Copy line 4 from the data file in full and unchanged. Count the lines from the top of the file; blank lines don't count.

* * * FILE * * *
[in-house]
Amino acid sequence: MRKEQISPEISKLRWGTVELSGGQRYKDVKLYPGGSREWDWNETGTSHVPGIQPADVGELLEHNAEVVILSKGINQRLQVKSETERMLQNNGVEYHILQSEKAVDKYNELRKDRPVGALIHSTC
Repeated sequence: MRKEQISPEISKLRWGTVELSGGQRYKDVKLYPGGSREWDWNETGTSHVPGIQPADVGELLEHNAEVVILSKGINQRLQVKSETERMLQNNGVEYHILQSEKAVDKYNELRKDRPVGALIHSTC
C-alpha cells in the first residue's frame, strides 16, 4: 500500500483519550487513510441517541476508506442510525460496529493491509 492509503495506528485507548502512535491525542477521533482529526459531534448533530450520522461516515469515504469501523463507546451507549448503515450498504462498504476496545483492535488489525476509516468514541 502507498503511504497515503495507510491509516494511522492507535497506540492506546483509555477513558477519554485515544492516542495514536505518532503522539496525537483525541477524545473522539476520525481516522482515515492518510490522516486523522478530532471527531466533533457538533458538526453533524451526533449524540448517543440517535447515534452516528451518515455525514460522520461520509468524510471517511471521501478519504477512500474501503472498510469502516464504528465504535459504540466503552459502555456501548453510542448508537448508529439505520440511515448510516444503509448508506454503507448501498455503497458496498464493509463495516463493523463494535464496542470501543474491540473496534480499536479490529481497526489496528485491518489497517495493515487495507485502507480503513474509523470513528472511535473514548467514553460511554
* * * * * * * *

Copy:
C-alpha cells in the first residue's frame, strides 16, 4: 500500500483519550487513510441517541476508506442510525460496529493491509 492509503495506528485507548502512535491525542477521533482529526459531534448533530450520522461516515469515504469501523463507546451507549448503515450498504462498504476496545483492535488489525476509516468514541 502507498503511504497515503495507510491509516494511522492507535497506540492506546483509555477513558477519554485515544492516542495514536505518532503522539496525537483525541477524545473522539476520525481516522482515515492518510490522516486523522478530532471527531466533533457538533458538526453533524451526533449524540448517543440517535447515534452516528451518515455525514460522520461520509468524510471517511471521501478519504477512500474501503472498510469502516464504528465504535459504540466503552459502555456501548453510542448508537448508529439505520440511515448510516444503509448508506454503507448501498455503497458496498464493509463495516463493523463494535464496542470501543474491540473496534480499536479490529481497526489496528485491518489497517495493515487495507485502507480503513474509523470513528472511535473514548467514553460511554